So the news that the Democratic Senate Campaign Committee is going to spend nine times as much on its GOTV efforts than it did in 2010 is huge. All you have to do is look at turnout patterns over the last few elections and you will see it all. The Democrats lost in 2010, but not because the people turned against them. They lost because the people who liked them in 2008 didn’t show up in large enough numbers in 2010. And if the Democrats lose this year, it will be for the same reason.

My understanding is that the Democratic Party as a whole is going to be focused on trying to overcome the base voter turnout. Just the fact that they are trying to address the problem is cheering news. Too often in the past, it has seemed that the Democratic establishment has just sat on its hands grumbling that the voters weren’t showing up. The Koch brothers can spend their millions on blanket advertising. What else can they do? Their policies aren’t popular and the people who like them already vote in high numbers. The Democrats are the party of the people (or as close as we are going to get in our two party system). Leave the wholesale politics to the Republicans. We can win with retail politics.

Great Deals on Black Pets!

Black CatI have only been the primary caregiver to two cats: Pulitzer and Deadline. They were both black cats with small amounts of white. That’s probably just a fluke, because I’m not a racist when it comes to cats. I judge them on the content of their personalities not the color of their fur. But apparently, I am in the minority. According to Alissa Scheller at The Huffington Post, white cats are almost three times as likely to get adopted as black cats.

This seems especially strange to me, because totally black cats are probably the most beautiful of all. In fact, according to the article, one Nevada shelter started a campaign to “Adopt your own mini-panther.” And all of their black cats were quickly adopted. There’s no surprise to that. Black cats do seem especially sleek and dexterous, even if it is just an optical illusion. But I would think people would pick up on that without having to be told.

It is true that some people are superstitious about black cats. In fact, some shelters will not allow black cats to be adopted around Halloween for fear that they will be mistreated. But only 13% of Americans are superstitious about black cats—not nearly enough to explain the discontinuity. What’s more, in England, it is considered to be good luck to give a bride a black cat. In Scotland, seeing a black cat indicates that you are going to get some money. And doubtless, some percentage of Americas would want to have a black cat because of its association with witchcraft. So I doubt any of mythology about black cats really has much to do with the adoption rates.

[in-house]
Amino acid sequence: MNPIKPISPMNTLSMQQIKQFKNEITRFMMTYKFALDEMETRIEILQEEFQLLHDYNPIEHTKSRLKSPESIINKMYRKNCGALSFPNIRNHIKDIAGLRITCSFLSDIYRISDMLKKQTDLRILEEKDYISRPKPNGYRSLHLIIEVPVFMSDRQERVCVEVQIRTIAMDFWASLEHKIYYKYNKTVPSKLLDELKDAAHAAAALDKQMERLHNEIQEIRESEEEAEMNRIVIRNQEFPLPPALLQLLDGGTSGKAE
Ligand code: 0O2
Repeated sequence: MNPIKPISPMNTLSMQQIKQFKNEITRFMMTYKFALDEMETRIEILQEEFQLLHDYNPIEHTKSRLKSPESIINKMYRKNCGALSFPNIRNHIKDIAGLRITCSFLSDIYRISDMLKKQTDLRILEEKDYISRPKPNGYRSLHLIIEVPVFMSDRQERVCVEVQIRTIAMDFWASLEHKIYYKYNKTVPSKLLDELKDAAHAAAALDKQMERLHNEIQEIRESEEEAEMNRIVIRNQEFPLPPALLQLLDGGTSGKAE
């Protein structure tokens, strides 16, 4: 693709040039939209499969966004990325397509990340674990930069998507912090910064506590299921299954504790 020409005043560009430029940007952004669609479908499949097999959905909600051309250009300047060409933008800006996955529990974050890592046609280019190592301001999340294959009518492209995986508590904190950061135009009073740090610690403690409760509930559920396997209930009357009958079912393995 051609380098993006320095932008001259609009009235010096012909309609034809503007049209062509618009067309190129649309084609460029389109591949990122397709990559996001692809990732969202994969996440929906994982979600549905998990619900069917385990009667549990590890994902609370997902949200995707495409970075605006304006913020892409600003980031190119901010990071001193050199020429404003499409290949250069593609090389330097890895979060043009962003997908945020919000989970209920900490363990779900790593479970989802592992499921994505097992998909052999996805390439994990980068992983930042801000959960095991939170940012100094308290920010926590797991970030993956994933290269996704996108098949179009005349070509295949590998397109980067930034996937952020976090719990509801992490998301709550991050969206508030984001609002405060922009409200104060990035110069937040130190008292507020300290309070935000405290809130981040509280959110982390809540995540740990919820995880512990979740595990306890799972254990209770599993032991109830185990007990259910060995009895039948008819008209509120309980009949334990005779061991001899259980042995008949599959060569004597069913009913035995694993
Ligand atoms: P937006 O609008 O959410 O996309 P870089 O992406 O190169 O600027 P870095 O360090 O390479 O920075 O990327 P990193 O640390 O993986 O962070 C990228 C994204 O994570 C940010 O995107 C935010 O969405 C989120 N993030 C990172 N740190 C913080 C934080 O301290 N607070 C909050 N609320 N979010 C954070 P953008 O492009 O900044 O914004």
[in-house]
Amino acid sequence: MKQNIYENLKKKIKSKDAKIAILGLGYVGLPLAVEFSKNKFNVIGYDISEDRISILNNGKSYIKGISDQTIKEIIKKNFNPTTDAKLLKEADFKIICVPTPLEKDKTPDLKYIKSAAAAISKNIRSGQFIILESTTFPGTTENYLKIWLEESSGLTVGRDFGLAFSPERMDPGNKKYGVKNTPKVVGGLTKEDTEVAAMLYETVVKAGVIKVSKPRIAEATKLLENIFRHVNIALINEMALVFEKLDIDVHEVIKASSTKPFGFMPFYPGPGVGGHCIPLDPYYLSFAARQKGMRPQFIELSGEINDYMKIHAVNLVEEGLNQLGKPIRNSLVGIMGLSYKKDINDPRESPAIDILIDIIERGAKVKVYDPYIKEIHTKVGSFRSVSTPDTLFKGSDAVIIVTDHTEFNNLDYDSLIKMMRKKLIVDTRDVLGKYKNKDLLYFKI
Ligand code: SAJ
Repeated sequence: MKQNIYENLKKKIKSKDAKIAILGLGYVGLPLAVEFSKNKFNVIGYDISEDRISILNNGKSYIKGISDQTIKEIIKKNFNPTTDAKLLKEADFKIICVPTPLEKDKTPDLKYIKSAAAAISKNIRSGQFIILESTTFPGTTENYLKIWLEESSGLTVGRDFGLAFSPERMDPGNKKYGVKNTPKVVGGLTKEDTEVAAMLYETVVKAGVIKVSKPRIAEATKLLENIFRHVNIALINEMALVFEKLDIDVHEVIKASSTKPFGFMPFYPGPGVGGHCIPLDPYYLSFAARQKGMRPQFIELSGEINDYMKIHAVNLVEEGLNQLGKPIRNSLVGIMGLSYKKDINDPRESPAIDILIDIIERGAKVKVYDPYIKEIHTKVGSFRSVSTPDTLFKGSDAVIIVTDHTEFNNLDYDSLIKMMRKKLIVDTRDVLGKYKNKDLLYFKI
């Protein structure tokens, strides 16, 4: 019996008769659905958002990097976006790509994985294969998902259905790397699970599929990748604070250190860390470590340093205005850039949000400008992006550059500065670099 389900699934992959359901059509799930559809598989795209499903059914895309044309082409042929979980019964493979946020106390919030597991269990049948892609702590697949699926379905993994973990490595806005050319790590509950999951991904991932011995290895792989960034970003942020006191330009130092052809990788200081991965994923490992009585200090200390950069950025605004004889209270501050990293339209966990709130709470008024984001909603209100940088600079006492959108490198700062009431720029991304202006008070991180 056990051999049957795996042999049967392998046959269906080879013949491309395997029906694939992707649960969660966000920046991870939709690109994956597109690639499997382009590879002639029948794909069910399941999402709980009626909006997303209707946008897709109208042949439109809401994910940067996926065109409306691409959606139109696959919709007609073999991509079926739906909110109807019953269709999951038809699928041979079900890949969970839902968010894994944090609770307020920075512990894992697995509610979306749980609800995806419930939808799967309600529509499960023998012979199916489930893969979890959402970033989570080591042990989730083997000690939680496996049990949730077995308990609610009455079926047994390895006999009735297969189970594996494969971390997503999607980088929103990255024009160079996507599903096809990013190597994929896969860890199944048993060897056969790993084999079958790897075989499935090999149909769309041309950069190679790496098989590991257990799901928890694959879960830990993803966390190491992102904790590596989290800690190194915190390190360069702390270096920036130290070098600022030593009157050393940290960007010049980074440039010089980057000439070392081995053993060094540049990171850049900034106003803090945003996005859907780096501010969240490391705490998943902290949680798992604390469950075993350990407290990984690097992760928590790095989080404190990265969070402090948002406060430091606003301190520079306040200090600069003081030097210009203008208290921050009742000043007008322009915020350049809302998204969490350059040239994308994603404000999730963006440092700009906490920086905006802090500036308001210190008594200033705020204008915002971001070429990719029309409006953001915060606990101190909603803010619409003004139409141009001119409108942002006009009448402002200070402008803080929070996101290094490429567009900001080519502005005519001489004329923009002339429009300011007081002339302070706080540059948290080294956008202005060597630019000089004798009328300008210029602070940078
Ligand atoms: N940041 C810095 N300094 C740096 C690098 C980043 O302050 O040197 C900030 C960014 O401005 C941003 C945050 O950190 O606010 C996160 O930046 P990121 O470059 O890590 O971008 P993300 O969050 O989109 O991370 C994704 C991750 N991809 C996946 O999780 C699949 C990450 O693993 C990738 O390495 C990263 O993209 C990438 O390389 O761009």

The same thing happens to dogs. Although if you look at the research, it is far less pronounced an effect than it is for cats. So it is interesting that this behavior is known as “Black Dog Syndrome.” As my sister would note, this is just another example of our cultural bias against cats. But I’ll leave that issue to another time. When it comes to dogs, it seems the problem is to some extent just outright racism: people think black dogs are more aggressive. It’s just terrible.

I think that people may assume that black cats and dogs are less emotional. It is true that it is harder to determine the details of their faces. It is also possible that black animals at shelters don’t stand out in their little cages. If they are less likely to be noticed, they are less likely to be adopted.

All black animals (Including rats!) are adorable and deserve our love. So if you are planning on adopting a pet, you really should look for a black one. This isn’t just something you should do out of altruism. The fact that black animals stay at shelters longer means that you are likely to get a better pet that is black. The syndrome also affects other darker colored animals, so check them out too. You’ll be glad you did.


Also: go to a no-kill shelter. Most shelters do little but kill animals.

Happy Cesar Chavez Day!

Cesar ChavezHere is California today, it is Cesar Chavez Day. And it also happens to be his birthday, which is tidy. But just like Martin Luther King Jr, we celebrate the mythic Chavez rather than the man. And that’s just fine. But the man deserves to be remembered. He was a curious fellow. For example, he was a vegan and he seems to have been against the notion of money. Although I don’t agree with him on either issue, I greatly respect the beliefs and I think it speaks well of any many to have principled beliefs that counter the social norms.

His life story is also right out of The Grapes of Wrath, too. His father lost the family farm during the Great Depression. He cleared 80 acres of land in exchange for the deed to the farm. But the deal was broken so the family moved to California and became migrant workers. Chavez quit school after the 7th grade to work in the fields. Other than two years in the Navy, he was a farm worker for ten years before getting into organizing. The rest, as they say, is literally history.